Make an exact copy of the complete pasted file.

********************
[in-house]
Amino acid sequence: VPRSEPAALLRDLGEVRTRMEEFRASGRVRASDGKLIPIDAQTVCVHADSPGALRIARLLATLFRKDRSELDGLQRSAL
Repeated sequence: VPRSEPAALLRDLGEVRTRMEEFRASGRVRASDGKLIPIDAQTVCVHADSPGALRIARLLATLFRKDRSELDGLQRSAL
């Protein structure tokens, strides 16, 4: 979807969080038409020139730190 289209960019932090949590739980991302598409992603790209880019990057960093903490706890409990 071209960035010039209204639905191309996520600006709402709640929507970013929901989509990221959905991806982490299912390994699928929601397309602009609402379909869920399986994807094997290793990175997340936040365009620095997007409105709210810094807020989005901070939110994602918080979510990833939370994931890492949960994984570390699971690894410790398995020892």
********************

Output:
[in-house]
Amino acid sequence: VPRSEPAALLRDLGEVRTRMEEFRASGRVRASDGKLIPIDAQTVCVHADSPGALRIARLLATLFRKDRSELDGLQRSAL
Repeated sequence: VPRSEPAALLRDLGEVRTRMEEFRASGRVRASDGKLIPIDAQTVCVHADSPGALRIARLLATLFRKDRSELDGLQRSAL
């Protein structure tokens, strides 16, 4: 979807969080038409020139730190 289209960019932090949590739980991302598409992603790209880019990057960093903490706890409990 071209960035010039209204639905191309996520600006709402709640929507970013929901989509990221959905991806982490299912390994699928929601397309602009609402379909869920399986994807094997290793990175997340936040365009620095997007409105709210810094807020989005901070939110994602918080979510990833939370994931890492949960994984570390699971690894410790398995020892």